.|  Baltimore Ecosystem Study
Grounding: Ecosystem Science and Urban Design BES Annual Meeting, June 15, 2005


Watershed 263, Group plan, 2003, Manolo Figuerra, Flora Hsiang-I Chen, Justin Moore, Oliver Valle and Camille Han-Tian
On June 15, 2005 the Baltimore Ecosystem Study (BES) devoted its quarterly science meeting to the topic of Urban Design. BES is a long term urban ecological research project funded by the National Science Foundation whose three main goals are research, education and community engagement. The common ground found through cross disciplinary presentations and discussions from this meeting creates new opportunities to connect ecosystem science and urban design which is unprecedented and unique to Baltimore.
 
Members of the Baltimore’s design community, scientists from BES the Parks & People Foundation (PPF) and Urban Design faculty and students from the Graduate School of Architecture, Planning and Preservation (GSAPP) at Columbia University met to discuss Baltimore’s potential as a healthy and well-designed city. BES incorporates a watershed framework in order to understand how cities can be structured and function as healthy ecosystems. Students and faculty are using Urban Design as a tool to reorganize space around the heterogeneity of urban geology, topography, water systems, vegetation and historical building patterns. The day long meeting consisted of presentations from the Baltimore design community, students and faculty from Columbia’s GSAPP, and break out sessions where attendees discussed their roles in further developing connections between BES research and Urban Design.
 
Jackie Carrera, Executive Director of Parks & People Foundation welcomed the meetings participants to Brown Center at Maryland Institute College of Art, as great example of contemporary architectural design a fitting place to find common ground between ecosystem science and great design. Ms. Carrera’s introduction was followed by a presentation by Thor Nelson from Baltimore Department of City Planning, followed by a historic overview of the city’s urban design heritage by Walter Schamu. Steward Pickett, Director of the Baltimore Ecosystem Study introduced the second part of the meeting by outlining the importance of Urban Design in achieving the main goals of BES. Brian McGrath, coordinator of BES’s Urban Design Working Group, and Urban Design studio coordinator at GSAPP was joined by his teaching colleagues Sandro Marpillero, urban designer and architect, Victoria Marshall, urban designer and landscape architect, and Petia Morozov, urban designer and architect. The Columbia faculty presented two years of student work under the headings of “water”, “vegetation” and “people”.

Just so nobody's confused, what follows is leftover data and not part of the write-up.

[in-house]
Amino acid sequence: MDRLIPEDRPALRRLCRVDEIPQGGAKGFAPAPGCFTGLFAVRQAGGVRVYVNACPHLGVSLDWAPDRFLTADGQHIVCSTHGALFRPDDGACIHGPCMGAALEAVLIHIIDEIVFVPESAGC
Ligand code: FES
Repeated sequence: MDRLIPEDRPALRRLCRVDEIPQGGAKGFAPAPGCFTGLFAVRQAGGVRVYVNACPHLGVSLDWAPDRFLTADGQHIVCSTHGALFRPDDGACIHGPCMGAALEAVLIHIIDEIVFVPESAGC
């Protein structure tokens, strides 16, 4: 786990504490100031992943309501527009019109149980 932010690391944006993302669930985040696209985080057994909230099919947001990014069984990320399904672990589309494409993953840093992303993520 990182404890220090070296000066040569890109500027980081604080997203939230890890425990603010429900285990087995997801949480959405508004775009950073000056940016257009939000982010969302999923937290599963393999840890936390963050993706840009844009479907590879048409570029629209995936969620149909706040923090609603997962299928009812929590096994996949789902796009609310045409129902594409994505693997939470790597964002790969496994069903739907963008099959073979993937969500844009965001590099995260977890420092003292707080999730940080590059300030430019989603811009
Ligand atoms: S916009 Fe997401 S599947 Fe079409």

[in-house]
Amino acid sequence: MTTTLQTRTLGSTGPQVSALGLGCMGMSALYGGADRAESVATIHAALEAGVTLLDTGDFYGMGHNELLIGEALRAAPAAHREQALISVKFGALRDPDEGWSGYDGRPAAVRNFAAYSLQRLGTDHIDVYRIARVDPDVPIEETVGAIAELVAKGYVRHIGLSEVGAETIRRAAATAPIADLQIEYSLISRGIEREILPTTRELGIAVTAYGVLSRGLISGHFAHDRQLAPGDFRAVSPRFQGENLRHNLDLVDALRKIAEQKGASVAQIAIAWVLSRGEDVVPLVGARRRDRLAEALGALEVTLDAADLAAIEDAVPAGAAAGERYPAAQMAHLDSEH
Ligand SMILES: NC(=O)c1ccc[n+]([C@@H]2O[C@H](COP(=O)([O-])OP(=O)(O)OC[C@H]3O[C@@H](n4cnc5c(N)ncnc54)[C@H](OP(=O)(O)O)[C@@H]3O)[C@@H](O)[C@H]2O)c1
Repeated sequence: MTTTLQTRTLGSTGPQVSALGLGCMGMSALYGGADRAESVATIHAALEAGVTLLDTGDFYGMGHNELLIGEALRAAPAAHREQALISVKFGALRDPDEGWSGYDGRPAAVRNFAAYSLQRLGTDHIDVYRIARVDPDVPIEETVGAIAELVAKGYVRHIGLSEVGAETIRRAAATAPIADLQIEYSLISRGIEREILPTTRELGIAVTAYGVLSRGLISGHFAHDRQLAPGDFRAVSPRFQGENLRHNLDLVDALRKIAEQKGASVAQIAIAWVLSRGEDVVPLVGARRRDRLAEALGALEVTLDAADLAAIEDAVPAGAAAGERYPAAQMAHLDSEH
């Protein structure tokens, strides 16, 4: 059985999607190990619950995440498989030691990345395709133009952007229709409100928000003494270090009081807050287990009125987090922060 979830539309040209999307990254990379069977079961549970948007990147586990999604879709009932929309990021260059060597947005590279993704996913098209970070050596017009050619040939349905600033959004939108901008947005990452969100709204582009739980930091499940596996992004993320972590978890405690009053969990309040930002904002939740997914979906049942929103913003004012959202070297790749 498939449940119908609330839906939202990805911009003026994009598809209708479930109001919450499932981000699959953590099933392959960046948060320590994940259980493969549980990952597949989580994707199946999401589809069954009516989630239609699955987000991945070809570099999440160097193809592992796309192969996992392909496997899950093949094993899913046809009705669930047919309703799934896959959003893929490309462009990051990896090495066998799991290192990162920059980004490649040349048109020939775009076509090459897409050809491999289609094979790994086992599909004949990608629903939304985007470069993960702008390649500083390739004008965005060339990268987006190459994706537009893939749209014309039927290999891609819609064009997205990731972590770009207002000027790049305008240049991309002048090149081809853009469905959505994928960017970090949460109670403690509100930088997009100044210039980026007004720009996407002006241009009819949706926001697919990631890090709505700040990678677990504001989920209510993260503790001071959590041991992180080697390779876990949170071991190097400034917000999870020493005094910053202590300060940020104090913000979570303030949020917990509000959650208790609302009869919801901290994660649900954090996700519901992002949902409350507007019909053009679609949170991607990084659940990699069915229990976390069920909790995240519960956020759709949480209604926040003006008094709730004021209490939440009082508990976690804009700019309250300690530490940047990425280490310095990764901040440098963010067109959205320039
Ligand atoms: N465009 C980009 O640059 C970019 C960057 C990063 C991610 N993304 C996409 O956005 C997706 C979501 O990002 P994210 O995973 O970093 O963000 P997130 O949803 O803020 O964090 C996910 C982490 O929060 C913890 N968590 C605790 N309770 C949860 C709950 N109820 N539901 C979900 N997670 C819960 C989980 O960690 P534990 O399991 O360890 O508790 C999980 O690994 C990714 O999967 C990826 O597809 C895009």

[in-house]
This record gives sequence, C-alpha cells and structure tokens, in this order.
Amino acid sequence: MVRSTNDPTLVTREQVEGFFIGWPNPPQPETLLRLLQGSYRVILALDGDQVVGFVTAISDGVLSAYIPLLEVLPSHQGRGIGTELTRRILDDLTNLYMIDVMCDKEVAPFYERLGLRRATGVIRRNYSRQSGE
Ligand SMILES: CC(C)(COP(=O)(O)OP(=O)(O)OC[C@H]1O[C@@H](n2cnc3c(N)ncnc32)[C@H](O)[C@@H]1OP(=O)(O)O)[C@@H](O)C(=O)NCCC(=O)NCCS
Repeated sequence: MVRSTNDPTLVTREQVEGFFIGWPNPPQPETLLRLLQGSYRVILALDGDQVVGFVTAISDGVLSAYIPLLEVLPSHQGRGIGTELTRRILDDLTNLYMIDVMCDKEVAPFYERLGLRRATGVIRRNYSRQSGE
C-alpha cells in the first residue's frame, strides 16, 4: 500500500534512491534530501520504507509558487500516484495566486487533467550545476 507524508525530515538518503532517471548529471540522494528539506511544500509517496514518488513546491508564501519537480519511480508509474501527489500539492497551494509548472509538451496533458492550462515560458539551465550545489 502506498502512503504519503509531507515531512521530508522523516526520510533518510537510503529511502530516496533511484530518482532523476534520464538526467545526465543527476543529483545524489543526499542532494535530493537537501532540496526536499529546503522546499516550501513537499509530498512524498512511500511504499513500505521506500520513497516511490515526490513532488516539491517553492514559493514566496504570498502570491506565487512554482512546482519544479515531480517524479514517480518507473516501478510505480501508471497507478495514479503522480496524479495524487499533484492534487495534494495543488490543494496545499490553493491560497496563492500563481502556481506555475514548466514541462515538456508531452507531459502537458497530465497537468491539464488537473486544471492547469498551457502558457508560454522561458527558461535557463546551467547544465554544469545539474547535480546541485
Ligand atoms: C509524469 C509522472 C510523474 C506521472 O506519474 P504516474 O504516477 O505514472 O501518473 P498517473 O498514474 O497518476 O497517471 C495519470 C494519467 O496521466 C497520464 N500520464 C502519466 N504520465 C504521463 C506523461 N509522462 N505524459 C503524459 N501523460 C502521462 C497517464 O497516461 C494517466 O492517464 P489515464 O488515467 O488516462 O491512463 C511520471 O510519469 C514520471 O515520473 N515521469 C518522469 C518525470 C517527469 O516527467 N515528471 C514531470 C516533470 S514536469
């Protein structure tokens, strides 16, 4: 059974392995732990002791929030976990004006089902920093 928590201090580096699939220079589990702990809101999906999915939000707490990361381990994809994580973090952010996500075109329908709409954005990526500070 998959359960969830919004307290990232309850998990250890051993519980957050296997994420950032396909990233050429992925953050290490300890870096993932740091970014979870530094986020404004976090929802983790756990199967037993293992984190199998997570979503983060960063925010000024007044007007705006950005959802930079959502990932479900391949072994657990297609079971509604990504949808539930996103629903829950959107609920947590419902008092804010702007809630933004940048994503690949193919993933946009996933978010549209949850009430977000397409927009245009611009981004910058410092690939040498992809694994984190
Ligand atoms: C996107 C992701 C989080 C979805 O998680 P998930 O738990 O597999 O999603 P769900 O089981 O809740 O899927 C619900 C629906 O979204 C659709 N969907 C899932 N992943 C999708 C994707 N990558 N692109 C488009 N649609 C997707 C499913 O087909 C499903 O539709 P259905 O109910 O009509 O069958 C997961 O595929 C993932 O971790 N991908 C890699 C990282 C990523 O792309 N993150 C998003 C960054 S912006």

Graduates of the Masters of Architecture and Urban Design Program at Columbia Phanat Sonemagkhala, Justin Moore, Morana Stipisic presented their designs for incorporating ecosystem frameworks into several West Baltimore neighborhoods. They were joined by visiting students from Aalborg University in Denmark, Dorte Jensen, Kirstine Iversen, Christian Acherman. BES scientists Peter Groffman, Mary Cadenasso, Morgan Grove, and Erika Svendsen responded to the presentations.
 

Watershed 263, Marc Brossa and John Tran, 2002
Sonemagkhala and Marpillero presented the project “Watershed of Fortune” which created an urban nursery in Franklin Square neighborhood alley gardens. These community nurseries incorporated water retention practices as part of a regional effort to reduce nitrogen output in Chesapeake Bay, but also created a new economy for residents who could sell nursery products to suburban gardeners. Morozov and Stipsic presented another project called “More Baltimore”, in which new strategies for tree planting, water collection and mobile programs can be implemented within various school districts of Baltimore.
 
The project called “Point Cloud” aroused great interest for its innovative translation of ecosystem theories to an urban design model. Rather than working with bounded zones such as neighborhoods or land use, this project for West Baltimore is a system of local points and five interlaced strategies; storm water, grey water, debris, vegetation, property ownership and value. It works by aggregating the idiosyncratic, physical, environmental, economic and social conditions of inner-block spaces, to form multi-scalar networks within the watershed.